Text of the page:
Abstract: BACKGROUND AND OBJECTIVE: The effects of hepatic or renal impairment on the pharmacokinetics of atypical antipsychotics are not well understood. Drug exposure may increase in patients with hepatic disease, owing to a reduction of certain metabolic enzymes. The objective of the present study was to study the effects of hepatic or renal impairment on the pharmacokinetics of asenapine and its N-desmethyl and N⁺-glucuronide metabolites. METHODS: Two clinical studies were performed to assess exposure to asenapine, desmethylasenapine and asenapine N⁺-glucuronide in subjects with hepatic or renal impairment. Pharmacokinetic parameters were determined from plasma concentration-time data, using standard noncompartmental methods. The pharmacokinetic variables that were studied included the maximum plasma concentration (C(max)) and the time to reach the maximum plasma concentration (t(max)). Eligible subjects, from inpatient and outpatient clinics, were aged ≥18 years with a body mass index of ≥18 kg/m² and ≤32 kg/m². Sublingual asenapine (Saphris®) was administered as a single 5 mg dose. RESULTS: Thirty subjects participated in the hepatic impairment study (normal hepatic function, n = 8; mild hepatic impairment [Child-Pugh class A], n = 8; moderate hepatic impairment [Child-Pugh class B], n = 8; severe hepatic impairment [Child-Pugh class C], n = 6). Thirty-three subjects were enrolled in the renal impairment study (normal renal function, n = 9; mild renal impairment, n = 8; moderate renal impairment, n = 8; severe renal impairment, n = 8). Asenapine and N-desmethylasenapine exposures were unaltered in subjects with mild or moderate hepatic impairment, compared with healthy controls. Severe hepatic impairment was associated with increased area under the plasma concentration-time curve from time zero to infinity (AUC(∞)) values for total asenapine, N-desmethylasenapine and asenapine N⁺-glucuronide (5-, 3-, and 2-fold, respectively), with slight increases in the C(max) of asenapine but 3- and 2-fold decreases in the C(max) values for N-desmethylasenapine and asenapine N⁺-glucuronide, respectively, compared with healthy controls. The mean AUC(∞) of unbound asenapine was more than 7-fold higher in subjects with severe hepatic impairment than in healthy controls. Mild renal impairment was associated with slight elevations in the AUC(∞) of asenapine compared with healthy controls; alterations observed with moderate and severe renal impairment were marginal. N-desmethylasenapine exposure was only slightly altered by renal impairment. No correlations were observed between exposure and creatinine clearance. CONCLUSION: Severe hepatic impairment (Child-Pugh class C) was associated with pronounced increases in asenapine exposure, but significant increases were not seen with mild (Child-Pugh class A) or moderate (Child-Pugh class B) hepatic impairment, or with any degree of renal impairment. Asenapine is not recommended in patients with severe hepatic impairment; no dose adjustment is needed in patients with mild or moderate hepatic impairment, or in patients with renal impairment.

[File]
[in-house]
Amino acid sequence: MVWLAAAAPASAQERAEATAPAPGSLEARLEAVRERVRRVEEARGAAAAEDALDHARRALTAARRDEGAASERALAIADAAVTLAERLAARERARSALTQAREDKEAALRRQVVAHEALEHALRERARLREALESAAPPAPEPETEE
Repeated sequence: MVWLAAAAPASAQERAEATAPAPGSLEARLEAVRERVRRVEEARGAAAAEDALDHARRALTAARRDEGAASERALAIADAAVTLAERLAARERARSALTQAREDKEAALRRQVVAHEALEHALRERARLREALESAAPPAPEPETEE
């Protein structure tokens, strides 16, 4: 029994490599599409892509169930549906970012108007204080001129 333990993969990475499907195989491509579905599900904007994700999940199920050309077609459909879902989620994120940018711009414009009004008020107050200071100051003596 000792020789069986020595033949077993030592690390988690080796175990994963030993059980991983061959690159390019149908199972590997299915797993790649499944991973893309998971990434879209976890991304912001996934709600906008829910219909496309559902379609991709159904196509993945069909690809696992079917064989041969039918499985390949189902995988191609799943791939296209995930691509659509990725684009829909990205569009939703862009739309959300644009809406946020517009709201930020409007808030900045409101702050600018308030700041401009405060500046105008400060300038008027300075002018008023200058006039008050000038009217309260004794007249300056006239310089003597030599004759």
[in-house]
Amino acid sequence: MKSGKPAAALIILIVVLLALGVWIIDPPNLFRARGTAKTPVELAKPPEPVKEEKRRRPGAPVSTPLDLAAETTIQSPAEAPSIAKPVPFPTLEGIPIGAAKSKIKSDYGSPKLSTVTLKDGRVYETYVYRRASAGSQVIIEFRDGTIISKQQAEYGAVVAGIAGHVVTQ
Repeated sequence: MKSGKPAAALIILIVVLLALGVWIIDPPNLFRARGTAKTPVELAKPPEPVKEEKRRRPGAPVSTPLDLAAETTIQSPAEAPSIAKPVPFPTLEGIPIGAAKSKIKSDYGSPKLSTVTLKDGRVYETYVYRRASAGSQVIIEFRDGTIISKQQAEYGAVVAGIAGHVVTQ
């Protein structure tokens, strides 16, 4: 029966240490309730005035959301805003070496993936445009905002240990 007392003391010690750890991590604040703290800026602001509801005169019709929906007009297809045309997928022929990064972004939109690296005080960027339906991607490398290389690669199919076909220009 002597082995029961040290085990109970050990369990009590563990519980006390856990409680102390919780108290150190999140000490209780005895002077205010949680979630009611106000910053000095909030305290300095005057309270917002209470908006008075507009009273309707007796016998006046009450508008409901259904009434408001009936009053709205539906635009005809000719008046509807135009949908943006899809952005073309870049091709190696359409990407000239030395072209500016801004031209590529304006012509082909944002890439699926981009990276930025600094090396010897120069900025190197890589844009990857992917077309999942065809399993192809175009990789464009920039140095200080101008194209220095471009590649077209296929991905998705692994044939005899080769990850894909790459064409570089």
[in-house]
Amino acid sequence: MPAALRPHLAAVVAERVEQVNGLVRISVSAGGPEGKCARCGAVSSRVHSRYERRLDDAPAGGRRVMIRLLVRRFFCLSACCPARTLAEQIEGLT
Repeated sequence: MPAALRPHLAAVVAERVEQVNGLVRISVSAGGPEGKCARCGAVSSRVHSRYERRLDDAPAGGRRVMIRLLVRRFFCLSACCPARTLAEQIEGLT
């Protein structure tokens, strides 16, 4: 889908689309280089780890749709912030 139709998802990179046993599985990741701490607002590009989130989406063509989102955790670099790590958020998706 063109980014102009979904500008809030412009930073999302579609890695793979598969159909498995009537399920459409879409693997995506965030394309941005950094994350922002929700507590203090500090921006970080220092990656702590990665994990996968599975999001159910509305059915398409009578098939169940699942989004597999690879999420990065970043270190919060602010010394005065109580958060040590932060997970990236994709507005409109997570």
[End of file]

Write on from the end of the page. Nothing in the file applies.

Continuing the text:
Abstract: INTRODUCTION: Despite the progress in antipsychotic treatment, modern antipsychotic medication is still associated with side effects, reduced compliance, drug discontinuation and insufficient effects on negative and cognitive symptoms. Sertindole is an antipsychotic compound, with high affinity for dopamine D(2), serotonin 5-HT(2A), 5-HT(2C) and α(1)-adrenergic receptors, which has been reintroduced in the market after extended re-evaluation of its safety and risk-benefit profile. AREAS COVERED: Sertindole's pharmacological profile, pharmacokinetics, neuophysiological properties, efficacy on positive, negative and cognitive symptoms and safety issues are covered in this article, based on a literature review from 1990 to 2012. EXPERT OPINION: Based on five double-blind, randomized, placebo-, haloperidol- or risperidone-controlled studies in patients with schizophrenia, sertindole shows a comparable efficacy with haloperidol and risperidone on positive symptoms, while the effect on negative symptoms seems to be superior. Sertindole is generally well tolerated, but is associated with a dose-related QTc interval prolongation (+22 ms). Risk factors for drug-induced arrhythmia, such as cardiac diseases, congenital long QT syndrome, prolongated QTc at baseline, etc. and drug interactions should be considered before prescribing sertindole. To minimize cardiovascular risk, regular ECG recording is required. Sertindole can be an important second-line option for the treatment of schizophrenia for patients intolerant to at least one other antipsychotic. Further comparison with other SGAs and investigations on subgroups (e.g., children, elderly, first-episode, treatment-refractory patients, etc.) are still needed for a precise understanding of the therapeutic benefits and its role in schizophrenia therapy.